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Holy Cross College has reached an agreement to sell 75 acres of land to the nearby University of Notre Dame in a leaseback deal designed to shore up Holy Cross and its struggling finances.
The college announced the deal late Friday, about a week after a Holy Cross administrator accidentally sent an email to the student body speculating about potentially having to close down the college next year. Some prospective students voiced concerns, but college leaders responded by saying they were confident the college would remain open in the near future and that they were formulating new financial plans.
The land sale is part of long-term financial sustainability planning intended to respond to financial concerns raised by the Higher Learning Commission. The accreditor called for college leaders to submit a four-year financial plan next month, amid worries about its reliance on debt and use of restricted gifts to balance budgets.
The college's Board of Trustees says it recognized the issues during planning last year.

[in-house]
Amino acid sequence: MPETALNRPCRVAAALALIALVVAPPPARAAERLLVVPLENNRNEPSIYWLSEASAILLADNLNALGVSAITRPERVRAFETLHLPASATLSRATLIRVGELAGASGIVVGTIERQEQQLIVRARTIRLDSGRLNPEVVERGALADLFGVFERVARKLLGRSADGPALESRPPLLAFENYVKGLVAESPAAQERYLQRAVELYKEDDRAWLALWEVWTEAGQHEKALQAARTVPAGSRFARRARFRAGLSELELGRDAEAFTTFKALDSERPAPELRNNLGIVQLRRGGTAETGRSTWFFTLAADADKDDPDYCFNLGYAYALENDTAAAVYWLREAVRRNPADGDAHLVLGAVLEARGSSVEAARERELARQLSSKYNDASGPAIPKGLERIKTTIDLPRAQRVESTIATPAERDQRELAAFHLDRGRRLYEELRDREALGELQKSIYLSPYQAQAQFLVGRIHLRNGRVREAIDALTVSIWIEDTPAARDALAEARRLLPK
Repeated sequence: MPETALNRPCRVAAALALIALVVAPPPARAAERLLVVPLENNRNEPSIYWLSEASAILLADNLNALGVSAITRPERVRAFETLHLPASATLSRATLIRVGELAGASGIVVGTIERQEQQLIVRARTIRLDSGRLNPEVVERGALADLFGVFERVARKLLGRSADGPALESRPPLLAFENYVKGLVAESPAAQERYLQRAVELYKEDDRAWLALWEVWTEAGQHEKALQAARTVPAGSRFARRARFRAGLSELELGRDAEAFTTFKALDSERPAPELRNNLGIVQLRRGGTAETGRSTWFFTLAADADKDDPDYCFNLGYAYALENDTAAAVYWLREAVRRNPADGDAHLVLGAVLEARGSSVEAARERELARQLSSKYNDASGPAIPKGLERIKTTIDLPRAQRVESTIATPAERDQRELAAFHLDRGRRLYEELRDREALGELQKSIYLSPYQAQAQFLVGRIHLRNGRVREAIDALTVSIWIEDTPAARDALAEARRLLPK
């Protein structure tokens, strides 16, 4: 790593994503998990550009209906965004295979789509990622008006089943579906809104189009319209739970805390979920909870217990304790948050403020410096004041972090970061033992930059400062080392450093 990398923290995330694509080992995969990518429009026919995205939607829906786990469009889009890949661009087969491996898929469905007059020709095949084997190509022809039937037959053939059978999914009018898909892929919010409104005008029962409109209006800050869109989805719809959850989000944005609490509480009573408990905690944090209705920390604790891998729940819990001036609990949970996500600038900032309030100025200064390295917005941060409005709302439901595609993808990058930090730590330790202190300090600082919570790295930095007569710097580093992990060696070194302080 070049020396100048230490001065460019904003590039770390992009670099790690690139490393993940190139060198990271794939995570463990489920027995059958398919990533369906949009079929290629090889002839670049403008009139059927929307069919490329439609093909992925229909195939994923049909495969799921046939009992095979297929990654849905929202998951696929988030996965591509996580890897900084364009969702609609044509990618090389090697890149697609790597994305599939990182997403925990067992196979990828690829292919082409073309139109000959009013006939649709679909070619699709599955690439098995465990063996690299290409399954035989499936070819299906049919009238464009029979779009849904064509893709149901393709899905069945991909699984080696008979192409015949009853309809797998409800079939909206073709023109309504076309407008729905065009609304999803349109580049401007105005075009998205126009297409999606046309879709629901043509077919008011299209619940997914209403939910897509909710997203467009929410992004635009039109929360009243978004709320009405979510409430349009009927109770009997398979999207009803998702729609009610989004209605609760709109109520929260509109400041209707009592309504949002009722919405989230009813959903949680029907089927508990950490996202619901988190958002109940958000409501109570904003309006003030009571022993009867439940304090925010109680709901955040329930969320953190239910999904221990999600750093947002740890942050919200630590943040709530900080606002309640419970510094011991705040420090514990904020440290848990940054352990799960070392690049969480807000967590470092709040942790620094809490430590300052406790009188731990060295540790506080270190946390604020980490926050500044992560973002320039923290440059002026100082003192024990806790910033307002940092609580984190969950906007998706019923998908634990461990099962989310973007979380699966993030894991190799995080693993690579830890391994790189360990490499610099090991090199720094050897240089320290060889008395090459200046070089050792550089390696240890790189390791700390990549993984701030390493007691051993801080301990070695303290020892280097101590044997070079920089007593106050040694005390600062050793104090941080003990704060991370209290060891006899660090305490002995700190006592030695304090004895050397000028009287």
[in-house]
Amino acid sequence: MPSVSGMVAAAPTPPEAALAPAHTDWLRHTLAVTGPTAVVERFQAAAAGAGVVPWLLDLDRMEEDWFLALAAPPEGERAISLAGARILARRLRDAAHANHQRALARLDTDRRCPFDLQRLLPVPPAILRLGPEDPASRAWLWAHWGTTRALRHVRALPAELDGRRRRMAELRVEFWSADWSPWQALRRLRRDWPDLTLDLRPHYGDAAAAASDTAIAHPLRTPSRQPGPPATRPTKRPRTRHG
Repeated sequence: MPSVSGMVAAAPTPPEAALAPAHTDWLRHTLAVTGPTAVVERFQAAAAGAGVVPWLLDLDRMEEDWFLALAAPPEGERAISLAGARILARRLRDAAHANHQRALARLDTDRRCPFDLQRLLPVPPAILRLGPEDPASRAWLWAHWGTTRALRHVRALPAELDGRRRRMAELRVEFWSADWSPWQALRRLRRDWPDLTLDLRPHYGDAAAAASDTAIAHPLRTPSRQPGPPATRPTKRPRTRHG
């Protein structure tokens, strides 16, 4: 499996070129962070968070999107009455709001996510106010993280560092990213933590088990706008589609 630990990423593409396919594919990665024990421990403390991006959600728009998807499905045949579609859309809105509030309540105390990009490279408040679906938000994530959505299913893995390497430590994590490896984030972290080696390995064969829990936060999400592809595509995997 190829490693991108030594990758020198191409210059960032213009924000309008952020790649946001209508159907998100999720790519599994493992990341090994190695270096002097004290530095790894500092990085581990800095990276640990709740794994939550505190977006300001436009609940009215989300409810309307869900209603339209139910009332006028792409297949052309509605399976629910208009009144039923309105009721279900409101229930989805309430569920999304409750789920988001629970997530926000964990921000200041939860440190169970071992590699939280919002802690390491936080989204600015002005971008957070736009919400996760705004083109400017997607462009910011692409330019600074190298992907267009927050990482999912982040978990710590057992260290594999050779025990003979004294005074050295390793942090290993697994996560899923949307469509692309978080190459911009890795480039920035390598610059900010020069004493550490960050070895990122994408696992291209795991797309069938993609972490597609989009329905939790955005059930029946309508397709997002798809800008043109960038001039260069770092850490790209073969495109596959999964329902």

“Although a great deal of attention has been given to Holy Cross’s financial position lately, the Board of Trustees has been working on a robust and sustainable financial plan since the beginning of the academic year,” Dave Bender, chair of the Holy Cross College Board of Trustees, said in a statement. “The opinions and rumors that have been circulating recently are not reflective of the work the Board of Trustees and administration have done to secure the future of the college.”
Holy Cross College approached the University of Notre Dame with the land sale proposal. The college did not share financial details of the deal, saying only that it will cut its debt and provide capital for operating needs. The 75 acres of land are owned by Holy Cross College and the Brothers of Holy Cross Midwest Province.
Holy Cross College lists its total campus size as 150 acres in Notre Dame, Ind.